Reading up on the continuing Walter Reed situation (my earlier post on the subject), I saw this in the WSJ this morning:
“Gen. Peter Schoomaker, the Army chief of staff, described the problems at Walter Reed in words that should be inscribed on portals across every bridge leading into Washington: ‘Life every day in this system is like running in hip boots in a swamp.’ He called it a ‘bureaucratic morass.'”
There’s a colorful phrase. How many of us work in an environment like that? I’m lucky that I don’t currently work in that sort of environment, but I have before. I think many manufacturing companies could be described as that sort of morass.
Our goal with lean should be to destroy that sort of bureaucracy and waste. But, the Catch-22 is that it can be very hard to get started with lean when things are that bureaucratic.
I’ve described two types of “pre-lean” companies:
- Those that are good at “non-lean” things, they get stuff done, just the wrong stuff (e.g., expediting, counting parts, fighting fires)
- Those that aren’t good at doing anything, things don’t get done at all
Type 1 companies, I’d argue, have more hope than Type 2 companies. Type 1 workplaces have to have their energy and “get-it-done-ness” harnessed in the lean direction. Might be hard, but there’s some hope. Type 2 workplaces are so demoralized and lethargic or flat-out paralyzed with bureaucracy. Moving to lean in that environment will be quite a challenge, generally speaking.
One other thing from the WSJ article, sounds like a classic description of waste and a non value-stream focus:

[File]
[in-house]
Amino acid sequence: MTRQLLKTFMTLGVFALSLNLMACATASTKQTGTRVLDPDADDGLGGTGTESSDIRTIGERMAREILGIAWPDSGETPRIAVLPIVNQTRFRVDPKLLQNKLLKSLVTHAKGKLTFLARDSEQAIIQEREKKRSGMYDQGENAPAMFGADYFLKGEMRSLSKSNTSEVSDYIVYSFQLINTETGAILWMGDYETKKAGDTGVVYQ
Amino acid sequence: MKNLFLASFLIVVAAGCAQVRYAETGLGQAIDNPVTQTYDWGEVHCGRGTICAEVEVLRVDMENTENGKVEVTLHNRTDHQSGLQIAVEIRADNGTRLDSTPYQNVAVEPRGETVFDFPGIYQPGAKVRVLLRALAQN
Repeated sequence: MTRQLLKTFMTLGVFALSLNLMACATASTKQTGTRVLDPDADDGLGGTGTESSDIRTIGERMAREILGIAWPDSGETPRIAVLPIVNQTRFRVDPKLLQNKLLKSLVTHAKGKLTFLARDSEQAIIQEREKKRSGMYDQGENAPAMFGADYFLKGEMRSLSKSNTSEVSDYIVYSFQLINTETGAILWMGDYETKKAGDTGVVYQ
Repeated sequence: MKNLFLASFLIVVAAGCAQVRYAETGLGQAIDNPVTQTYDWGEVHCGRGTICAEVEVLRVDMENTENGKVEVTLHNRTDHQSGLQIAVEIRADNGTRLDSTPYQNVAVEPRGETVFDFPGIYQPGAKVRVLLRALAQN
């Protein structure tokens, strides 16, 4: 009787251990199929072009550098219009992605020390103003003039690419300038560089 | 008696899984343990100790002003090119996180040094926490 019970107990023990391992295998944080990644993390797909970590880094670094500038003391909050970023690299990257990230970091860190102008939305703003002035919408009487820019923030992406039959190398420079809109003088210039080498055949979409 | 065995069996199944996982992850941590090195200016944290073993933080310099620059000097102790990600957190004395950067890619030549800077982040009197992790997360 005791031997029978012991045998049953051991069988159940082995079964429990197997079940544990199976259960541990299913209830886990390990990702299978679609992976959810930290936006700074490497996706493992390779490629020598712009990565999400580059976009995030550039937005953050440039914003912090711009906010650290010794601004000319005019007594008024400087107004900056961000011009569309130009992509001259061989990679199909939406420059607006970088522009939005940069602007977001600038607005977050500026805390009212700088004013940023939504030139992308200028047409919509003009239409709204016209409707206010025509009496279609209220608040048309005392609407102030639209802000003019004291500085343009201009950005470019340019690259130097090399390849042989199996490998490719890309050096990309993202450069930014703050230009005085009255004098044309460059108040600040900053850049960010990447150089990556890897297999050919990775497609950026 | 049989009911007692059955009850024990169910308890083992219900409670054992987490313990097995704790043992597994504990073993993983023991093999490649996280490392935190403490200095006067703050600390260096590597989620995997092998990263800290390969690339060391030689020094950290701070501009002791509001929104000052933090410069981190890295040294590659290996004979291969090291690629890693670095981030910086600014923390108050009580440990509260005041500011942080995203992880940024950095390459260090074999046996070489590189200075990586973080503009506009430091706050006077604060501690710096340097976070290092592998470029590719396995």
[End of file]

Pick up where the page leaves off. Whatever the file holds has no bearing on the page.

“…he GAO’s Gregory Kutz describing the soldiers’ problem: “overall, we found the current stove-piped, non-integrated order-writing, personnel, pay, and medical eligibility systems require extensive error-prone manual data entry and re-entry.” That’s right — “and re-entry.”
Wounded soldiers are having to negotiate this waste. “Stove pipes” or “silos” — the disconnected workings of separate departments – that leads to waste. Very often, the handoffs between silos are botched or delayed. Often, each silo has very poor visibility into what the upstream and downstream silos are doing.
The lean approach and Value Stream management push us to start looking across departments, looking at the whole process and the whole value stream. From an office standpoint (or administrative processes), we have to start breaking down department boundaries. Maybe we have to re-organize the work and space so that people who used to be in different departments are now sitting side by side and working together. If disparate IT systems are creating or maintaining the silo boundaries, we have to work toward a single IT system so the entire value stream can work together.
It sounds like fixing the Walter Reed mess will take more than just firing some people. I hope they can fix the system.
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